- November 2015 -  


On a Sunday night in November 2014, five musicians took the stage together for the first time at The Satellite in Los Angeles. The following day, they were invited to headline the venue's January residency; the following week, they were invited to provide tour support for Young the Giant. The five piece — a group of musicians that has since changed and evolved—  wrapped up a string of gigs with Young the Giant in Boulder, Colo., on Nov. 17, just in time for their debut EP release on Dec. 4. 

We chatted with the Los Angeles-based band about finding their footing so quickly, their forthcoming EP and pertinent advice they received from Charles Bradley. 


Drinks of Choice:  Local pale ales (Terrapin’s pale ale out of Athens, Ga., and Founder’s Centennial IPA out of Grand Rapids, Mich.)  and Bulleit Rye. Mezcal cocktails when in L.A.


Kristen from A Beer with the Band: The time from the band forming to being on the road happened really quickly. Tell us about that experience.

Wildling: It’s kind of crazy. It all goes back to our first show, in November of 2014. We had formed only a couple weeks prior, and we just felt we had something special. We went into that show just looking to play our hearts out and have fun. The next day, the venue — The Satellite — invited us to headline their January residency. A couple weeks later, Young the Giant invited us to support them on their upcoming tour (turns out Sameer and Eric had been at that show). By mid-January, we had a couple prime-time SXSW showcases booked. Our residency went amazing; the crowd grew every subsequent week. Basically, we’ve just been doing the same thing from the beginning. We’re all super passionate about the music, and we set our bar really, really high as performers. We’re all striving to become the best we can be—both as musicians and as people — and Wildling is our vehicle. Our live show has definitely been the fuel for this bands rise, and it’s really humbling and validating to know that our hard work is paying off; that people’s reactions are as vibrant as they’ve been.

Kristen: Because the band seems to have found its footing so quickly in 2014, we’re curious to know what your creative process is like.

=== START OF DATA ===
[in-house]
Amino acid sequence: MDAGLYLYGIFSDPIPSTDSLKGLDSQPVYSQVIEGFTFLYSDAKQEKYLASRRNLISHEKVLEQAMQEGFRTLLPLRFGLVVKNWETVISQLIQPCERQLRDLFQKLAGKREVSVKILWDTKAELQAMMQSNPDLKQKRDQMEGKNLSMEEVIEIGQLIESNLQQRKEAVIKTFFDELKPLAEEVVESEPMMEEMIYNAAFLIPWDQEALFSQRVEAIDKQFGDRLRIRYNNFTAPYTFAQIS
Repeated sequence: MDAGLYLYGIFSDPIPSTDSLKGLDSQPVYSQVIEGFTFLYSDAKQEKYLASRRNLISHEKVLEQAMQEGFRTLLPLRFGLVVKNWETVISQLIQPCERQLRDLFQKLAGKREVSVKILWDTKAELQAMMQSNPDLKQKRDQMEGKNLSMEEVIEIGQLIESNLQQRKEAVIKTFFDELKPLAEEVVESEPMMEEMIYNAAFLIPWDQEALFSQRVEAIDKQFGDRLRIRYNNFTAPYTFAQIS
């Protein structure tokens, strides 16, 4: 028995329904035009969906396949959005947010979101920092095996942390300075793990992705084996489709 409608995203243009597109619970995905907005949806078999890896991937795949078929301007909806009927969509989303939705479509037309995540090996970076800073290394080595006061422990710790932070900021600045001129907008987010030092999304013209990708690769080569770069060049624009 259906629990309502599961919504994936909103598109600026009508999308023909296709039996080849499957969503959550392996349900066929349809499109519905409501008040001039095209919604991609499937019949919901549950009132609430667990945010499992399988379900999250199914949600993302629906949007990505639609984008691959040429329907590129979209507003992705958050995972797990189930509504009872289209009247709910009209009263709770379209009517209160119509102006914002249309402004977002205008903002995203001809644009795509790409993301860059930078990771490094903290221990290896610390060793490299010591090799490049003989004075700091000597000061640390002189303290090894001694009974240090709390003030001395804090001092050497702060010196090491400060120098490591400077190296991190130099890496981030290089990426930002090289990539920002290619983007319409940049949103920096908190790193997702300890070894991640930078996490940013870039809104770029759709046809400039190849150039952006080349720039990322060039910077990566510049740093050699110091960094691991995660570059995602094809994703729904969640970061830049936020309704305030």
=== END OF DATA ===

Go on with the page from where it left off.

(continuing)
Wildling: While the band is new, everyone involved has been playing and writing music for years. In the beginning, we were playing songs that Ryan wrote with Erik and/or Andrew. But now our process incorporates everyone, to some degree. An idea will come to one of us, an we’ll hash it out together in the studio. We’ll take voice memos, or sometimes Ryan or Erik will produce a demo, and we’ll continue bringing ideas in and testing it out. And we’re relentless at this. We’re constantly coming up with new songs. We probably wrote close to a dozen songs that we performed in early 2015 that have already been replaced by even newer songs. We never let go of ideas, but at this point in time we’re just trying to craft the best set possible.

Kristen: What was one high point and one challenge from making your EP? Is there a particular song that didn’t turn out the way you thought?

Wildling: We definitely changed up some songs from their live versions once we got in the studio. But we wouldn’t put anything on the EP we weren’t absolutely proud of. I think the high point of recording is when you’re all sitting around the board, listening to the playback as the song begins to take shape. When the tones sound amazing and you look at each other like, “Yup. This is fucking real now.” The challenge, for us, was probably just time. We would have loved to have taken more time to put out full-band live recordings, but we only had 1-2 days per song, tops. So we just had to knock out our parts one by one at a good pace.

Kristen: What's your favorite piece of gear?

Wildling: A travel steamer. It irons shirts and kills odors. We also love all pedals that Strymon makes.

Kristen: Who are some artists you’re currently listening to and what do you enjoy about their sound?

Wildling: We listen to everything in the van, but we tend towards classics that everyone can agree on. Last night we jammed a Ray Charles live album. Who sings with soul like that these days? We love the dusty sound of those old recordings, the natural ‘verb from the rooms, the sonic texture of analog. One of our favorite new records is Lianne La Havas’ Blood. Her songs, her vibe, her voice — we love it all.

Kristen: If you could work or tour with one musician, who would it be and why?

Wildling: David Byrne or David Bowie: They’re always reinventing themselves and making current art. They both seem like the kind of people we’d want to have a beer with. They hold some secrets to the universe, for sure. Plus, Casey looks like Bowie so it’d be funny to see them next to each other.

Kristen: What’s something you couldn’t live without on the road?

Wildling: Auxiliary outlet and Muji neck pillows.

Kristen: Do you guys have any bad habits on the road?

Wildling: Unrestrained flatulence in close quarters, calzones and late-night peace pipe rituals.

Kristen: What’s the boldest thing you’ve done in the past year?

Wildling: Starting this band, making an EP and going on a national tour with Young the Giant. Either that or driving from L.A. to Burlington in three days.

Kristen: What’s the least rock-‘n’-roll thing you’ve done in the past year?

Wildling: Casey provided legal assistance for the deposition of a Japanese ATV engineer.

Kristen: What’s the best advice you’ve ever received related to music?

Wildling: We played with Charles Bradley at SXSW, and after the show he told us, “You’ve got the same thing as me. You need to let it out. You gotta share what’s in your heart.”

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